Must-Reads from Around the World, June 6, 2012

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Liu Jin / AFP / Getty Images

Chinese President Hu Jintao (second row C), Premier Wen Jiabao (second row 2nd R) and government officials sing the national anthem during the opening session of the National People's Congress (NPC) at the Great Hall of the People in Beijing on March 5, 2012.

Beijing Impasse — The Washington Post provides a comprehensive look at the challenge China’s economic slowdown is presenting to Communist Party leaders seemingly unsure how to proceed. “Unlike in past slowdowns, Chinese officials appear far less confident this time about what to do,” it says. “Facing unpalatable choices — each carrying risks — the country’s top leaders have sent out confusing signals and statements in recent days.”

Forcible Return — As Sri Lankan President Mahinda Rajapaksa prepares to lunch with Queen Elizabeth II on Wednesday as part of Jubilee celebrations, the Guardian reports accusations from a former Tamil Tiger rebel that the U.K. government is forcibly deporting asylum seekers who are then tortured in Sri Lanka. “The coalition is coming under increasing pressure to revisit its policy, which suggests it is safe to return Tamils to Sri Lanka,” it writes.

Political Pollution — After China’s Ministry of Environmental Protection demanded Tuesday that foreign embassies stop publishing air quality readings — saying it violates diplomatic treaties — the state-run Global Times wades into the controversy. “Speculation abounds that the US embassy publishes PM 2.5 data so it can request higher air pollution compensation for its American staff,” it writes. “The possibility of this incentive should not be completely ruled out.”

Diplomatic Spat – Day Press News, a Syrian media service, reports the Syrian Foreign Ministry is denying entry to some E.U., Western and foreign diplomats and ambassadors, labeling them “persona non grata.” The piece publishes a statement of the Syrian government barring 17 Western diplomats, including Britain’s ambassador to Damascus, in what Jihad Makdissi, the foreign minister, labeled as a “reciprocal measure” countering “E.U. countries that had expelled Syrian” representatives last week.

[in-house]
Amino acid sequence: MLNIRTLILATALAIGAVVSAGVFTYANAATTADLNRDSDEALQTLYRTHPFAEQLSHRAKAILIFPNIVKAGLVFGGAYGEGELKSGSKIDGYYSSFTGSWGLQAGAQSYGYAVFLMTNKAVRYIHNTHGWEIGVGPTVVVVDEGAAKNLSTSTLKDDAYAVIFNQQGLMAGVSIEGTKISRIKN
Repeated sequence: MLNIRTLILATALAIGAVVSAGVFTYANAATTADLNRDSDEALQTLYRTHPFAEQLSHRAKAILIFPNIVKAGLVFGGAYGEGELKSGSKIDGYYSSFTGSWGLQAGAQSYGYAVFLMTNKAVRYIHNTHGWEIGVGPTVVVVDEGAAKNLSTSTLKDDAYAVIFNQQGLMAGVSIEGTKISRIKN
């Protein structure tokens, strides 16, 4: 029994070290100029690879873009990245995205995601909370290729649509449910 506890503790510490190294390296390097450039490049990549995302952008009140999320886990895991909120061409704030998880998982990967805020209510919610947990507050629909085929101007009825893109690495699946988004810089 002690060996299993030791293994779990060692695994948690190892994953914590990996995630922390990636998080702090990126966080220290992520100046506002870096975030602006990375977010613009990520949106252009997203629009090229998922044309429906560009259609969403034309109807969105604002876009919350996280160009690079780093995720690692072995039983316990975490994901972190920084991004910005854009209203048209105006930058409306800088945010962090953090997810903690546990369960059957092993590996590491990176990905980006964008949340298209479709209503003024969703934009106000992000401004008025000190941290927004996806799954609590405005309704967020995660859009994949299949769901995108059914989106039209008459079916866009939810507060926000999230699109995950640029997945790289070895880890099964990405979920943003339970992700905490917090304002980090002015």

Striking Result – Following the news that Abu Yahya al-Libi, al-Qaeda’s second in command, had been killed by a U.S. drone attack in Pakistan, CNN reports there is “only one leader of any consequence” remaining in al-Qaeda – Ayman al-Zawahiri – who has the now “almost impossible” task of carrying out the organization’s “main mission” of attacking U.S. targets. The piece asserts that Americans’ fears of a jihadist terrorist attack are “irrational,” saying they have a greater chance of being struck by lightning.

Jubilee Ennui – After the Diamond Jubilee celebrations in Britain, the Independent asks residents in Tottenham, an ethnically diverse northeast London borough, about the festivities and the monarchy in general. One 19-year-old responds with anger, saying “All the money being spent on the Jubilee could have been spent elsewhere.” A Brazilian, however, is positive about the royals: “The Queen should stay: it’s England, isn’t it?”